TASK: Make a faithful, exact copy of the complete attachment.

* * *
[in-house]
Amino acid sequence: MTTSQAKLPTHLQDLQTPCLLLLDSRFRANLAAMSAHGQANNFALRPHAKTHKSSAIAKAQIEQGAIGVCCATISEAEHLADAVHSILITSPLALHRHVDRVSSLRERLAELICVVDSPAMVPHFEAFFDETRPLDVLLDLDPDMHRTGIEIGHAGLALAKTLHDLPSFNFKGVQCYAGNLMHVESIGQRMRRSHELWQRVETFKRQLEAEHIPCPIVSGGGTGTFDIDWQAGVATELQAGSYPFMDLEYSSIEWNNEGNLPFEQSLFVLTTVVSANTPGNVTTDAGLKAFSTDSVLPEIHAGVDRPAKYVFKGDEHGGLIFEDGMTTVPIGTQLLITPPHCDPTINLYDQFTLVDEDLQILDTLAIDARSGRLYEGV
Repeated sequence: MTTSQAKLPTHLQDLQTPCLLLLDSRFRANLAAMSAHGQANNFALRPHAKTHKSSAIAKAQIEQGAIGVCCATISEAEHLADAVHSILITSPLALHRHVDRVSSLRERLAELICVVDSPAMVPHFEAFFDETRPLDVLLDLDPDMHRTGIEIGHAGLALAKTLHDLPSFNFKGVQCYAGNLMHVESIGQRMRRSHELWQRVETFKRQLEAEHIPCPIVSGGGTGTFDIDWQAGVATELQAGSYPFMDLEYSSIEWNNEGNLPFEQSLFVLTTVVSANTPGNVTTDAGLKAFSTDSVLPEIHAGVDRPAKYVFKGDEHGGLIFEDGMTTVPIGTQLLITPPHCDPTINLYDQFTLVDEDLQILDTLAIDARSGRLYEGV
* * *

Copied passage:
[in-house]
Amino acid sequence: MTTSQAKLPTHLQDLQTPCLLLLDSRFRANLAAMSAHGQANNFALRPHAKTHKSSAIAKAQIEQGAIGVCCATISEAEHLADAVHSILITSPLALHRHVDRVSSLRERLAELICVVDSPAMVPHFEAFFDETRPLDVLLDLDPDMHRTGIEIGHAGLALAKTLHDLPSFNFKGVQCYAGNLMHVESIGQRMRRSHELWQRVETFKRQLEAEHIPCPIVSGGGTGTFDIDWQAGVATELQAGSYPFMDLEYSSIEWNNEGNLPFEQSLFVLTTVVSANTPGNVTTDAGLKAFSTDSVLPEIHAGVDRPAKYVFKGDEHGGLIFEDGMTTVPIGTQLLITPPHCDPTINLYDQFTLVDEDLQILDTLAIDARSGRLYEGV
Repeated sequence: MTTSQAKLPTHLQDLQTPCLLLLDSRFRANLAAMSAHGQANNFALRPHAKTHKSSAIAKAQIEQGAIGVCCATISEAEHLADAVHSILITSPLALHRHVDRVSSLRERLAELICVVDSPAMVPHFEAFFDETRPLDVLLDLDPDMHRTGIEIGHAGLALAKTLHDLPSFNFKGVQCYAGNLMHVESIGQRMRRSHELWQRVETFKRQLEAEHIPCPIVSGGGTGTFDIDWQAGVATELQAGSYPFMDLEYSSIEWNNEGNLPFEQSLFVLTTVVSANTPGNVTTDAGLKAFSTDSVLPEIHAGVDRPAKYVFKGDEHGGLIFEDGMTTVPIGTQLLITPPHCDPTINLYDQFTLVDEDLQILDTLAIDARSGRLYEGV